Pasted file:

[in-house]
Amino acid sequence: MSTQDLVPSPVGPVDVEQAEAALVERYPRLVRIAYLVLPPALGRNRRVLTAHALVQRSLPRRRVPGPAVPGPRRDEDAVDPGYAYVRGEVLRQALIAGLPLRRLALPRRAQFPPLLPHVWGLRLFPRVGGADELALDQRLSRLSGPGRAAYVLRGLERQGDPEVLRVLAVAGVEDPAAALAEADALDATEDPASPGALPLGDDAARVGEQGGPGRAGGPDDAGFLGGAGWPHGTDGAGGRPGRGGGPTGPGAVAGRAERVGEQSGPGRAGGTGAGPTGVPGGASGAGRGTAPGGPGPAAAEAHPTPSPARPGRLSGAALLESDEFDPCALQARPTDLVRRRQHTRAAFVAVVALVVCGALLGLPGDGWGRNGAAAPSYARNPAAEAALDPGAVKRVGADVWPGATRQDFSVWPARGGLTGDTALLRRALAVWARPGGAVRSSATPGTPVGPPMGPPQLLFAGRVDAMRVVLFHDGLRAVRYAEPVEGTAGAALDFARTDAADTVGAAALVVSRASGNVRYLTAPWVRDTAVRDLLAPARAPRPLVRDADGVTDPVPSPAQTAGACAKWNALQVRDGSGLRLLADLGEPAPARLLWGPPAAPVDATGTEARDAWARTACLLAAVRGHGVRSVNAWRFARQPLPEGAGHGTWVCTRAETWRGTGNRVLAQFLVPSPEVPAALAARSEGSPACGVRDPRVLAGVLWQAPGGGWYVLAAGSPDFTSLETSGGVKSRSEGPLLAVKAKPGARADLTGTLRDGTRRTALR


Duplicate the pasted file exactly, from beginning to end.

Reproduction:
[in-house]
Amino acid sequence: MSTQDLVPSPVGPVDVEQAEAALVERYPRLVRIAYLVLPPALGRNRRVLTAHALVQRSLPRRRVPGPAVPGPRRDEDAVDPGYAYVRGEVLRQALIAGLPLRRLALPRRAQFPPLLPHVWGLRLFPRVGGADELALDQRLSRLSGPGRAAYVLRGLERQGDPEVLRVLAVAGVEDPAAALAEADALDATEDPASPGALPLGDDAARVGEQGGPGRAGGPDDAGFLGGAGWPHGTDGAGGRPGRGGGPTGPGAVAGRAERVGEQSGPGRAGGTGAGPTGVPGGASGAGRGTAPGGPGPAAAEAHPTPSPARPGRLSGAALLESDEFDPCALQARPTDLVRRRQHTRAAFVAVVALVVCGALLGLPGDGWGRNGAAAPSYARNPAAEAALDPGAVKRVGADVWPGATRQDFSVWPARGGLTGDTALLRRALAVWARPGGAVRSSATPGTPVGPPMGPPQLLFAGRVDAMRVVLFHDGLRAVRYAEPVEGTAGAALDFARTDAADTVGAAALVVSRASGNVRYLTAPWVRDTAVRDLLAPARAPRPLVRDADGVTDPVPSPAQTAGACAKWNALQVRDGSGLRLLADLGEPAPARLLWGPPAAPVDATGTEARDAWARTACLLAAVRGHGVRSVNAWRFARQPLPEGAGHGTWVCTRAETWRGTGNRVLAQFLVPSPEVPAALAARSEGSPACGVRDPRVLAGVLWQAPGGGWYVLAAGSPDFTSLETSGGVKSRSEGPLLAVKAKPGARADLTGTLRDGTRRTALR